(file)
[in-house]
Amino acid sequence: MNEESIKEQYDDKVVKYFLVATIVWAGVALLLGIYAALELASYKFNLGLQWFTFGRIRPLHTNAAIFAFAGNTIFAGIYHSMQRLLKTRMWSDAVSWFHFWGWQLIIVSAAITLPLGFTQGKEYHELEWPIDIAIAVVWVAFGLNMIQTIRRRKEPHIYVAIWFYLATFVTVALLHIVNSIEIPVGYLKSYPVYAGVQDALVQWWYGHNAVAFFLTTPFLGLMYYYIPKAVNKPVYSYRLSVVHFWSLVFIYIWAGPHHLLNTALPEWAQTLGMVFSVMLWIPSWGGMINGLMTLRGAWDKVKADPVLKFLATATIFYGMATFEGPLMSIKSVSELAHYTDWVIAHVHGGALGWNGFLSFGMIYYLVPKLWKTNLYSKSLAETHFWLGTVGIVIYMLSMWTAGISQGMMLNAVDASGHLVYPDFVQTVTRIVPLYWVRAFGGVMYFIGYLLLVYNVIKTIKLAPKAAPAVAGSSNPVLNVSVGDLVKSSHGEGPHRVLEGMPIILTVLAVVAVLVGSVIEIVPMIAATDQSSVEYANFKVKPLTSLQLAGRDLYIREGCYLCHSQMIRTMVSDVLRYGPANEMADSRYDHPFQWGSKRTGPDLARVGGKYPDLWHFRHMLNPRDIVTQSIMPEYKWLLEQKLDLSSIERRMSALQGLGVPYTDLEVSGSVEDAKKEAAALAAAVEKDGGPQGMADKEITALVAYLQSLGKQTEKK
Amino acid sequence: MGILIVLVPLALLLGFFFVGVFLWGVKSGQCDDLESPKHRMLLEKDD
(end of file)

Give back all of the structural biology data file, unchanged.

[in-house]
Amino acid sequence: MNEESIKEQYDDKVVKYFLVATIVWAGVALLLGIYAALELASYKFNLGLQWFTFGRIRPLHTNAAIFAFAGNTIFAGIYHSMQRLLKTRMWSDAVSWFHFWGWQLIIVSAAITLPLGFTQGKEYHELEWPIDIAIAVVWVAFGLNMIQTIRRRKEPHIYVAIWFYLATFVTVALLHIVNSIEIPVGYLKSYPVYAGVQDALVQWWYGHNAVAFFLTTPFLGLMYYYIPKAVNKPVYSYRLSVVHFWSLVFIYIWAGPHHLLNTALPEWAQTLGMVFSVMLWIPSWGGMINGLMTLRGAWDKVKADPVLKFLATATIFYGMATFEGPLMSIKSVSELAHYTDWVIAHVHGGALGWNGFLSFGMIYYLVPKLWKTNLYSKSLAETHFWLGTVGIVIYMLSMWTAGISQGMMLNAVDASGHLVYPDFVQTVTRIVPLYWVRAFGGVMYFIGYLLLVYNVIKTIKLAPKAAPAVAGSSNPVLNVSVGDLVKSSHGEGPHRVLEGMPIILTVLAVVAVLVGSVIEIVPMIAATDQSSVEYANFKVKPLTSLQLAGRDLYIREGCYLCHSQMIRTMVSDVLRYGPANEMADSRYDHPFQWGSKRTGPDLARVGGKYPDLWHFRHMLNPRDIVTQSIMPEYKWLLEQKLDLSSIERRMSALQGLGVPYTDLEVSGSVEDAKKEAAALAAAVEKDGGPQGMADKEITALVAYLQSLGKQTEKK
Amino acid sequence: MGILIVLVPLALLLGFFFVGVFLWGVKSGQCDDLESPKHRMLLEKDD